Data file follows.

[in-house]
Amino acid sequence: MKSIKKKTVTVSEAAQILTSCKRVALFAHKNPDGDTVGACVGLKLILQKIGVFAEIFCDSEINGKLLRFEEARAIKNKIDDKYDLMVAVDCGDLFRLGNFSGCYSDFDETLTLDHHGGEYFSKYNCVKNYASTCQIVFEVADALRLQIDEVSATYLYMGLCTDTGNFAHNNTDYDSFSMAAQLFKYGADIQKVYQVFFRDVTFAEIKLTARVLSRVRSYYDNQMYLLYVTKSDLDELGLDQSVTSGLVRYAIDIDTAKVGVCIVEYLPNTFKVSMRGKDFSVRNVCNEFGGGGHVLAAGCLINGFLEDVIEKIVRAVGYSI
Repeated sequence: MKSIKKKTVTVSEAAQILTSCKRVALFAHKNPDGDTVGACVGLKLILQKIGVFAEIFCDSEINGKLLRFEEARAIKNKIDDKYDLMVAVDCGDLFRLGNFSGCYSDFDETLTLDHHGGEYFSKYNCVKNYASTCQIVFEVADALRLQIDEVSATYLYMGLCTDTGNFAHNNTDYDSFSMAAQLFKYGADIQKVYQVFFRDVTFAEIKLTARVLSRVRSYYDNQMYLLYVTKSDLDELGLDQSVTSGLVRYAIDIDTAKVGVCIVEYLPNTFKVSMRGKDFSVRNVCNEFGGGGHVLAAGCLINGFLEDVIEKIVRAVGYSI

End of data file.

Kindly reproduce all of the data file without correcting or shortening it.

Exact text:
[in-house]
Amino acid sequence: MKSIKKKTVTVSEAAQILTSCKRVALFAHKNPDGDTVGACVGLKLILQKIGVFAEIFCDSEINGKLLRFEEARAIKNKIDDKYDLMVAVDCGDLFRLGNFSGCYSDFDETLTLDHHGGEYFSKYNCVKNYASTCQIVFEVADALRLQIDEVSATYLYMGLCTDTGNFAHNNTDYDSFSMAAQLFKYGADIQKVYQVFFRDVTFAEIKLTARVLSRVRSYYDNQMYLLYVTKSDLDELGLDQSVTSGLVRYAIDIDTAKVGVCIVEYLPNTFKVSMRGKDFSVRNVCNEFGGGGHVLAAGCLINGFLEDVIEKIVRAVGYSI
Repeated sequence: MKSIKKKTVTVSEAAQILTSCKRVALFAHKNPDGDTVGACVGLKLILQKIGVFAEIFCDSEINGKLLRFEEARAIKNKIDDKYDLMVAVDCGDLFRLGNFSGCYSDFDETLTLDHHGGEYFSKYNCVKNYASTCQIVFEVADALRLQIDEVSATYLYMGLCTDTGNFAHNNTDYDSFSMAAQLFKYGADIQKVYQVFFRDVTFAEIKLTARVLSRVRSYYDNQMYLLYVTKSDLDELGLDQSVTSGLVRYAIDIDTAKVGVCIVEYLPNTFKVSMRGKDFSVRNVCNEFGGGGHVLAAGCLINGFLEDVIEKIVRAVGYSI